Full disclosure up front: I often contribute to Comic Effect and I consider editor Jim Kingman a friend. But I don’t have any work in this issue. Hence I’ve given Jim’s zine a rating.
Comic Effect, Jim Kingman’s wonderful article zine, celebrates the histories of Superman and Superboy in this issue. Sometimes, like in issue 44, #Jim presents a number of short articles. Other times, he devotes his zine to just a few articles. This issue presents just two articles: “Not Your Father’s Superman” by comics historian Murray Ward, and a history of the ’80s Superboy series by John Pierce.
Ward’s article was a treat for me, a survey of the career of the Last Son of Krypton from his debut to the present day. Ward always writes with humor and passion, and I love his description of how Superman seemed to always be present in his world, even if he never read Superman comics. I always felt that way growing up – even if I didn’t read Superman, his ubiquitous presence was always a joy.
Pierce’s piece revealed a lot about a pretty obscure series, the ’80s New Adventures of Superboy. Pierce does a nice job of getting readers interested in the stories presented there, especially an odd story that takes place in Tokyo.
But the most fun aspect of the issue to me was all the Superman covers shown throughout the zine. They don’t just map Superman’s history, but these covers seem to map the history of the comics industry. The 1940s had charming covers like the one on Superman #60 where Superman plays baseball umpire. By the mid-’50s, as demonstrated with Action Comics #206, the intriguing covers took hold under the aegis of editor Mort Weisinger. Those covers lasted to 1968 or so, when a new dynamism, led by Neal Adams, sparked some more innovative covers. By the mid-’70s, however, the covers slipped back into being a bit dull. After the Crisis on Infinite Earths, the covers got more contemporary but at the same time less unique and special. There are some nice covers, like the schoolchild drawing on Adventures of Superman #558, but they’re few and far between. Seeing all these covers together was a real joy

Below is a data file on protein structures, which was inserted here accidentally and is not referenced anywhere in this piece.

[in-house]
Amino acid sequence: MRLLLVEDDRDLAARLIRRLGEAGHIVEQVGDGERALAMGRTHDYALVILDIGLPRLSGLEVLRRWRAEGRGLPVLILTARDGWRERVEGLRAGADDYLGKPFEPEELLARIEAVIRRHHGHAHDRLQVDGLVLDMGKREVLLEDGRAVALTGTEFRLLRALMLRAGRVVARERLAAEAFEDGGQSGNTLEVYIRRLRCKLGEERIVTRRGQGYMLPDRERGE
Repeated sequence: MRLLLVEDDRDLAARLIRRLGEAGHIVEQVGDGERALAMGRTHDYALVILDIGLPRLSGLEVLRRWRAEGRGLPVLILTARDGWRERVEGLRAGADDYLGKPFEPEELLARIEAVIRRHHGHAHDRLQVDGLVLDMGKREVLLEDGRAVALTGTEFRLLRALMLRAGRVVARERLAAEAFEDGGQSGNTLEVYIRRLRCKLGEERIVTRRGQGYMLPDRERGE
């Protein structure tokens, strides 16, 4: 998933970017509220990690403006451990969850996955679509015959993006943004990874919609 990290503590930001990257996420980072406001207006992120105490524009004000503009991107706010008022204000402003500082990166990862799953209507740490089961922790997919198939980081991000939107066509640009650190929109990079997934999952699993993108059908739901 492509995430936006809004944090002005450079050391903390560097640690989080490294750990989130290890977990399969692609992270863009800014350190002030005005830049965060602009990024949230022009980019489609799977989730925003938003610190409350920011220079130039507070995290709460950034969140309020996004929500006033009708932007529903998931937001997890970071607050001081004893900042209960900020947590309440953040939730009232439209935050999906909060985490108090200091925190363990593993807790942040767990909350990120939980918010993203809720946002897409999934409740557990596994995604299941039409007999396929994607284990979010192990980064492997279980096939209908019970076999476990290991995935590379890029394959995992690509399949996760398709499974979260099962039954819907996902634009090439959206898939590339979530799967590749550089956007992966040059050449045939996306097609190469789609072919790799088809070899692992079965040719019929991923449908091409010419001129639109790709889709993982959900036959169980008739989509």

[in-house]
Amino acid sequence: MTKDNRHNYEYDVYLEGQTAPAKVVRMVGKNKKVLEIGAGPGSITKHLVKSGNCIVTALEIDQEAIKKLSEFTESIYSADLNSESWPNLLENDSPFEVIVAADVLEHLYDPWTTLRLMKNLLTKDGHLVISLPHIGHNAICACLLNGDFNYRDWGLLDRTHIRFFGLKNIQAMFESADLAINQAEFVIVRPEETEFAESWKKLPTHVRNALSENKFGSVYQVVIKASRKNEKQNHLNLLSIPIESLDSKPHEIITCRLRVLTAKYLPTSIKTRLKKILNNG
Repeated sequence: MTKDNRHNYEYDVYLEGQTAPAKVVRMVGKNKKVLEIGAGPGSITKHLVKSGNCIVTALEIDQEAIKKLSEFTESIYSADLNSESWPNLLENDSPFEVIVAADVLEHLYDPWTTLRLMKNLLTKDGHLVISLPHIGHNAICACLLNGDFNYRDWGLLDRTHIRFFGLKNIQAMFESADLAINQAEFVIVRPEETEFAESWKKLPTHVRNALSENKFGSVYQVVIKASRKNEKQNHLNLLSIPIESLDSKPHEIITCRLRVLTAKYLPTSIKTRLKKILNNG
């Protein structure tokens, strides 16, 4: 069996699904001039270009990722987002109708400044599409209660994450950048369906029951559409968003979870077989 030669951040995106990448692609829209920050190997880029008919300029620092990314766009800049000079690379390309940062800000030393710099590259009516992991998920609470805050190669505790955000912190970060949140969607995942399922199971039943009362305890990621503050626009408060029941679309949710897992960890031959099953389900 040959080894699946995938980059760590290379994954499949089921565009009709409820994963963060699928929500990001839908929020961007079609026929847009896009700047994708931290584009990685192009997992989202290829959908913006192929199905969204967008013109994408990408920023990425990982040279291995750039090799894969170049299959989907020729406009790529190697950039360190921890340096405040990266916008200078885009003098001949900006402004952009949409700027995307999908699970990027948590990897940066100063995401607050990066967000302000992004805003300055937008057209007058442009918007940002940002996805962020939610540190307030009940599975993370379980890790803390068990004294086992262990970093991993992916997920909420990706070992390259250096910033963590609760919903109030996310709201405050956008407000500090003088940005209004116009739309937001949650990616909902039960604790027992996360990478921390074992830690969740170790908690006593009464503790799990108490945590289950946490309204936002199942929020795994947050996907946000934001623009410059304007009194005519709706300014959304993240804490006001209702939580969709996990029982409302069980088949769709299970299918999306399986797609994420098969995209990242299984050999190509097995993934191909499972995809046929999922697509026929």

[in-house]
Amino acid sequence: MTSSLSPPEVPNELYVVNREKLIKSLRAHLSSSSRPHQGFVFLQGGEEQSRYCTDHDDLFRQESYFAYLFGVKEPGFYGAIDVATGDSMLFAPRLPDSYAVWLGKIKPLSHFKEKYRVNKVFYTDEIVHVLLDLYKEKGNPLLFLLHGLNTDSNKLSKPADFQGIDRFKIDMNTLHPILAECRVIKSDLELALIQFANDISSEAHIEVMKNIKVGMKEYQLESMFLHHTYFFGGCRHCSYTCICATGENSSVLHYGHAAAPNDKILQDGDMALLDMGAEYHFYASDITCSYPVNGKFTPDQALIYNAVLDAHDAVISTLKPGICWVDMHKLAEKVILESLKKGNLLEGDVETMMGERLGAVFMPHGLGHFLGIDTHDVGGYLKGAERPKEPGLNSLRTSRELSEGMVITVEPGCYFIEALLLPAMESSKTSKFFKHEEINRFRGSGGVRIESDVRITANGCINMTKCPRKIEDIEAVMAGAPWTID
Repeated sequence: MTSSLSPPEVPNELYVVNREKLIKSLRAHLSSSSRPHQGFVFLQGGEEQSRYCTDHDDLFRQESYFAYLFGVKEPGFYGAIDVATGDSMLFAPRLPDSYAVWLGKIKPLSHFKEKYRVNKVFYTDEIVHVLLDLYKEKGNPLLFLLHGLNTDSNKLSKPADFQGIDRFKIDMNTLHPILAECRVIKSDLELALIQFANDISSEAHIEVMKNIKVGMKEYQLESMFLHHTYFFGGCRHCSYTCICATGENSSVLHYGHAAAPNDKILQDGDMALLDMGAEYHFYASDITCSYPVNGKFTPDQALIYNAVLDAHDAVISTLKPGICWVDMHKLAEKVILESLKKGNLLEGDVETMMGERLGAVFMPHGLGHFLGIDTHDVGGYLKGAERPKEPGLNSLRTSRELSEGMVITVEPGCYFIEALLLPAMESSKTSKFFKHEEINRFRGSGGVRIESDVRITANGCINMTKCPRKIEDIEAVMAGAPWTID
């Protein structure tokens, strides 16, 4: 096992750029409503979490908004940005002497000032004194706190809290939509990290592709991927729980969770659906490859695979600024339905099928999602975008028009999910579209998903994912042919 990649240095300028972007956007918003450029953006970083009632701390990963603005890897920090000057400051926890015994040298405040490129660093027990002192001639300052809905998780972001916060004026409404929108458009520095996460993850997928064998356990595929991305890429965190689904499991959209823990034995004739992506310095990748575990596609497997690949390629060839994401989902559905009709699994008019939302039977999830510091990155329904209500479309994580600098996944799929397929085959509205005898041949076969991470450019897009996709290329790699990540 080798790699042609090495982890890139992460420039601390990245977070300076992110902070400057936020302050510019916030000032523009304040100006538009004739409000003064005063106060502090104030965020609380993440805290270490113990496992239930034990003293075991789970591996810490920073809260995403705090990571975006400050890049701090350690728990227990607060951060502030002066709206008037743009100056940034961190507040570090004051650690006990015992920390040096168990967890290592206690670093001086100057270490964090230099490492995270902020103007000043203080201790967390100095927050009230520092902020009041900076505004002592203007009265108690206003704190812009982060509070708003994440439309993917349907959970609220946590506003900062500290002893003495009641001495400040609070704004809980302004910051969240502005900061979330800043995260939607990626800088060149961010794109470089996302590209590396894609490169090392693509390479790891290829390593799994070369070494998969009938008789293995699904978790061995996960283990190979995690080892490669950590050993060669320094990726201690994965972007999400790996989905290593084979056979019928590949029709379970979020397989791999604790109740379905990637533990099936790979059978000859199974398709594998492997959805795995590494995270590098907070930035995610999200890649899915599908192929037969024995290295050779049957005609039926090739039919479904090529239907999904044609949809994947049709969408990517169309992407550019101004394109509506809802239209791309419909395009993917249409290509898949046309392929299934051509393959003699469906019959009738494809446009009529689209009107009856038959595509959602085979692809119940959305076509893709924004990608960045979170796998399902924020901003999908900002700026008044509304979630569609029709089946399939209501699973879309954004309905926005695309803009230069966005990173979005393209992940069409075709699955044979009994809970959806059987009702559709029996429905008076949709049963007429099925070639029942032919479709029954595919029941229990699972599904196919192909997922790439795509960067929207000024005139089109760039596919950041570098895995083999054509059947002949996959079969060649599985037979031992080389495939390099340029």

I go crazy for Jim’s fanzine. It’s always a real treat.